You've read the book, now see the...art installation?
See what happens when you challenge artists to create work inspired by new Canadian books
Books get turned into movies, TV shows, ballets, even concept albums. (Blessed be the fruit, The Handmaid's Tale alone been adapted into all four!) But what about an art installation?
That's the premise behind Sculpting New Reads, the annual art show at Toronto's Word on the Street Festival. The latest edition wrapped this weekend at Harbourfront Centre, and like past years, the challenge was this: Word on the Street makes a list of the fall season's most anticipated CanLit titles, then curators (Labspace Studio) match each of those books with a different local artist — a sculptor or video artist or painter, etc. whose practice is already exploring the themes seen in the book. Given just three months to re-imagine the text, their work is unveiled on festival day to the public — the authors included.
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Laura Mendes of Toronto's Labspace Studio has curated the project with her partner John Loerchner since it launched in 2014. "We're really trying to push the old idiom, I guess — a picture is worth a thousand words," she laughs.
By that logic, the word count of the average book merits an interactive art installation, at the very least, and this year's list includes a collection of poetry (Closer to Where We Began by Lisa Richter), a novel about a Bolivian soldier living in exile in Montreal (Red, Yellow, Green by Alejandro Saravia), a non-fiction investigation of residential school deaths (Seven Fallen Feathers by Tanya Talaga) and the literary debut of one of Canada's most celebrated singer-songwriters (Deer Life by Ron Sexsmith).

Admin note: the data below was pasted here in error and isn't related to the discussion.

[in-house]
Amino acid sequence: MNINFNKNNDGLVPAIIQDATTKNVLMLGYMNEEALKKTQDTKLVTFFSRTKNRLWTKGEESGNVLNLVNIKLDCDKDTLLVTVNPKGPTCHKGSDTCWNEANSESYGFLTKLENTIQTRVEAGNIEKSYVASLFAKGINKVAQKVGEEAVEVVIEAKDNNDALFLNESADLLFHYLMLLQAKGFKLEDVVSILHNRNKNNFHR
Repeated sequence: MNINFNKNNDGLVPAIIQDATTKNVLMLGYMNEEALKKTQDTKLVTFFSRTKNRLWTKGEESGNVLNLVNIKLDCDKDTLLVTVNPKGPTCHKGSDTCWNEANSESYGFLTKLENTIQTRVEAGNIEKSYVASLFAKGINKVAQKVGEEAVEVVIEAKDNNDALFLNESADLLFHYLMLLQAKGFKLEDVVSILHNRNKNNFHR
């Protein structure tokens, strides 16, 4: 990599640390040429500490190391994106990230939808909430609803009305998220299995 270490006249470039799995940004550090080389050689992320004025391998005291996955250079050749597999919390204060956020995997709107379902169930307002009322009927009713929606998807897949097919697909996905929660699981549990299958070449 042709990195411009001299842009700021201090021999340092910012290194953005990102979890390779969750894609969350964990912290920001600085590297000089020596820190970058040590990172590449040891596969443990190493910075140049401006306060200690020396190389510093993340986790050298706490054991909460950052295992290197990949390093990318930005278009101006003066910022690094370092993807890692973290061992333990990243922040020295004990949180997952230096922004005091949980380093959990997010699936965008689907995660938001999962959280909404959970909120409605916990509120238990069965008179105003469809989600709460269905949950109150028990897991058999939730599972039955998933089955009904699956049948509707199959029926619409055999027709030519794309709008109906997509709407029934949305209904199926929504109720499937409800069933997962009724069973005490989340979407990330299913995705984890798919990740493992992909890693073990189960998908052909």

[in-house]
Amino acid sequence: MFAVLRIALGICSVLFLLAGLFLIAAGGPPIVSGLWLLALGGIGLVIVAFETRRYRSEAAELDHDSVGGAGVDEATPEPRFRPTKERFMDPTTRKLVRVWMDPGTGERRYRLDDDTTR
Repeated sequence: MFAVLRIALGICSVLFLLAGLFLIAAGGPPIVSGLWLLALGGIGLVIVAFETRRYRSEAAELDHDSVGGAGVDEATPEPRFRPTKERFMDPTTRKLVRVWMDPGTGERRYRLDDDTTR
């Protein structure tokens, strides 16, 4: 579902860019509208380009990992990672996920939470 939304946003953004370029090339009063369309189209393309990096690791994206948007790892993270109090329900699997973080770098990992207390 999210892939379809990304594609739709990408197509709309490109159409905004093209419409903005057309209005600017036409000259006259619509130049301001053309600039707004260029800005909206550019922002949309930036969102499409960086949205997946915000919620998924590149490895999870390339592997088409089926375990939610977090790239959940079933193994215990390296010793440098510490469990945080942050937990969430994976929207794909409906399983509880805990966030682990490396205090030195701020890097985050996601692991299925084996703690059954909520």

We're really trying to push the old idiom, I guess — apicture is worth a thousand words.- Laura Mendes, curator
"I think my favourites are projects that surprise me," says Mendes — and the most intriguing pieces find a way of imagining a theme, or even a character, in ways you'd never see on the page.
But then, the artists are working with brand new releases, so unless every visitor works for a publishing house, they've never even had the chance to read these books before. It makes the show more like an experiential book blurb — although Mendes says "the next big step" for Sculpting New Reads is a retrospective show, which would compile work from past years.
Several featured titles are now familiar to Canadian readers. Last year's edition featured Mona Awad's 13 Ways of Looking at a Fat Girl, which was shortlisted for the Giller, and Guy Gavriel Kay's national bestseller Children of Earth and Sky.
"The project is ultimately about promoting authors, promoting these books and providing a new way of getting people to be interested in literature," she explains. "I hope that [viewers] will, for one, be inspired by this work and inspired by the work of the artists, but also that the work inspires them to pick up the book."